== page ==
The dolphin effect: how surface engineering is innovating aerospace engineering
Farnborough International Airshow, one of the biggest events in the aerospace calendar, takes place this week and the issue of how the industry continues to grow whilst negating its environmental impact continues to be high on the agenda for manufacturers and suppliers alike.
Recent aircraft, such as Boeing’s Dreamliner and Airbus’ A350 XWB, have improved fuel efficiency by material, engine and aerodynamic innovations but there remains a pressure on manufacturers to continue reducing the environmental impact of aviation.
The role of surface engineering and advanced coatings
The surface engineering and advanced coatings industry plays a crucial role in the manufacture of aerospace parts and components. At Surface Technology and SIFCO ASC alone we provide surface engineering services for anything from fuel connectors, heating systems, turbine blades and electronic housings to tyre moulds and landing leg repair.
With the industry playing an integral role across so many components used throughout aircraft, it is no surprise that coating technology is now becoming the latest element to be investigated for its potential to improve aircraft efficiency.
Biomimicry – using the dolphin effect to reduce drag
Inspired by the way dolphin skin reacts to the conditions of surrounding water; rippling the skin when faced with turbulence to suppress it, Airbus senior manager of flight physics research, David Hills believes significant aerodynamic gains can be made through applying the dolphin effect to aircraft.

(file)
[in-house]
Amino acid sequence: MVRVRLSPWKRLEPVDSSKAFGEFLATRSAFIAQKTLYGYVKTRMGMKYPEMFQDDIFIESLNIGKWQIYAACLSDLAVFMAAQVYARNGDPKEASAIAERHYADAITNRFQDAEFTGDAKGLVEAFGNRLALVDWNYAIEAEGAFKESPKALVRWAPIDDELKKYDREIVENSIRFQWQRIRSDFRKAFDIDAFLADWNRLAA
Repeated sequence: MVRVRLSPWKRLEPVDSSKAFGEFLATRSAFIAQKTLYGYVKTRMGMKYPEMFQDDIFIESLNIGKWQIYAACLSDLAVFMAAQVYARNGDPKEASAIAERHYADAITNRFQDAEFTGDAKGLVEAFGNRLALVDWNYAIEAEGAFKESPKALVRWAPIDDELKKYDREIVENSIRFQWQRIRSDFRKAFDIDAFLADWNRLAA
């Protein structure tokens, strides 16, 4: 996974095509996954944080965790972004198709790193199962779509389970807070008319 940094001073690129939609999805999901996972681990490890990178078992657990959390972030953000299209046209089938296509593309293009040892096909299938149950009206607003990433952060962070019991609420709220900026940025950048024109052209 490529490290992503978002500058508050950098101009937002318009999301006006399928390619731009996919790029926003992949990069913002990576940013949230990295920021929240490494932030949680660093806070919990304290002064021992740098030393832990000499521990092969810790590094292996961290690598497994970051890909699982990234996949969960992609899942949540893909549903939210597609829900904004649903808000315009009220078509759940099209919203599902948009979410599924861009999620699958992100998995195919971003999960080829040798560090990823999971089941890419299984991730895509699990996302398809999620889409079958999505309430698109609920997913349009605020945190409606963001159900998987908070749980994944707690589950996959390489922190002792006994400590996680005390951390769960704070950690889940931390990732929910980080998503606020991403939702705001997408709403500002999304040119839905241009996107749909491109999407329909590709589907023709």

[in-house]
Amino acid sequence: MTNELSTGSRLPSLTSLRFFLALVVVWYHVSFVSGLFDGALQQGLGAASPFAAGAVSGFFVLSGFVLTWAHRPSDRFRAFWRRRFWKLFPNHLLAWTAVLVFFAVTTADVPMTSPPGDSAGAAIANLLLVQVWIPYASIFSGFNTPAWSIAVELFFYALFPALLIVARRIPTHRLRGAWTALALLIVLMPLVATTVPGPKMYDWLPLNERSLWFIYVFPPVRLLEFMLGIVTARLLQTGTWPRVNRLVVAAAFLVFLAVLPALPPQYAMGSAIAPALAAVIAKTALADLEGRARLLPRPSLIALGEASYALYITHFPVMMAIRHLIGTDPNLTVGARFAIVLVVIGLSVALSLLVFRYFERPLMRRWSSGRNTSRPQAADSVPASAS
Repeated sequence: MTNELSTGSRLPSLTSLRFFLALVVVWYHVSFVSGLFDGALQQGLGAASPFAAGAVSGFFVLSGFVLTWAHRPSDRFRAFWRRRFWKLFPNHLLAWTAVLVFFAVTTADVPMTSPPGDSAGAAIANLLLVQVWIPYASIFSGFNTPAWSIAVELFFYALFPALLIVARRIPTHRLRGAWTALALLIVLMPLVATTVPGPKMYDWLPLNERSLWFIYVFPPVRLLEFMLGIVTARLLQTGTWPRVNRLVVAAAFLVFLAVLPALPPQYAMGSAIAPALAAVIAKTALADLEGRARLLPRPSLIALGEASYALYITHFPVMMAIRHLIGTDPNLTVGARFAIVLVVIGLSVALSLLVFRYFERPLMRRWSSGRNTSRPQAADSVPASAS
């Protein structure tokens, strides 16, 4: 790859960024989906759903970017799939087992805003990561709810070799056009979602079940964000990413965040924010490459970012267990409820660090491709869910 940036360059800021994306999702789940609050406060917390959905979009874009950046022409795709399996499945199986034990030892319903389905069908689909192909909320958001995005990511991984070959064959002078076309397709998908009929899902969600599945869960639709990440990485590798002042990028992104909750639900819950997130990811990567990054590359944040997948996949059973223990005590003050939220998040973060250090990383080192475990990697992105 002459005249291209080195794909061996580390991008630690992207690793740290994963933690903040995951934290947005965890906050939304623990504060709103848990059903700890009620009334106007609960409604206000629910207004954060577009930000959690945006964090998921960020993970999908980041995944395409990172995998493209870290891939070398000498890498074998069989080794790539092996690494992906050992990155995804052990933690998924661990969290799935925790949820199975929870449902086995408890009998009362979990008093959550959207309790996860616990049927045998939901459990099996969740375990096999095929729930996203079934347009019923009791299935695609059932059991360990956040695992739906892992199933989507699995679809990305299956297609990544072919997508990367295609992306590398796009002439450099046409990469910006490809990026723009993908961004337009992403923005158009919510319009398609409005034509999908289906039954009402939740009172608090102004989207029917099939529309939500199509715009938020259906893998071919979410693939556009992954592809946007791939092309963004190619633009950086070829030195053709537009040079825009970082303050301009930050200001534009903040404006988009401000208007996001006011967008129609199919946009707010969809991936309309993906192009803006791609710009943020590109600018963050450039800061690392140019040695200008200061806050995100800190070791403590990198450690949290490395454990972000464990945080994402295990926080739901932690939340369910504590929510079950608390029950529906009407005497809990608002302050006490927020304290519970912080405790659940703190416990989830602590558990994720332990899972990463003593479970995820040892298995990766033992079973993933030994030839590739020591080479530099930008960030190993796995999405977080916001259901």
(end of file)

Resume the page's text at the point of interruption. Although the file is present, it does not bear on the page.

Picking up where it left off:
Forty per cent of drag is said to be caused by a thin sheet of air that exists just above the aircraft surface during flight. Hills believes it is possible to reduce this to almost zero, therefore greatly increasing efficiency.
The notion of a compliant surface requires a great amount of research and is therefore a long term concept. However, other biomimetic influences on surface engineering have already begun to assist in reducing aircraft drag.
Shark-inspired paint set to reduce fuel use
A paint has been created at The Fraunhofer Institute in Germany, inspired by the skin of a shark. The paint incorporates grooves similar to the riblets on a shark’s skin. The paint also contains nano-particles, enabling it to resist UV radiation and changing temperatures. The institute claim that if the paint was applied to every aircraft in the world it would save 4.48 million tonnes of fuel annually. Developers predict the potential use of this by 2018.
Boeing are also aware of the potential of biology in engineering innovation, with a number of members being sent to the rainforests of Costa Rica to take inspiration from their surroundings, organised by the Biomimicry Guild.
At Surface Technology we believe that in order to continue advancing surface engineering, great strides can be made through biomimicry; by better understanding how living organisms have evolved to meet their environmental challenges.
Over the course of 2016 we will continue to look at the natural world as a driver for surface engineering innovations and improvements. From fish to amphibians and plants to arachnids, we will put nature under the surface engineering lens in our Biomimicry in Surface Engineering series, published in this blog. You can also make sure you don’t miss an issue by registering below to receive our monthly surface engineering update.
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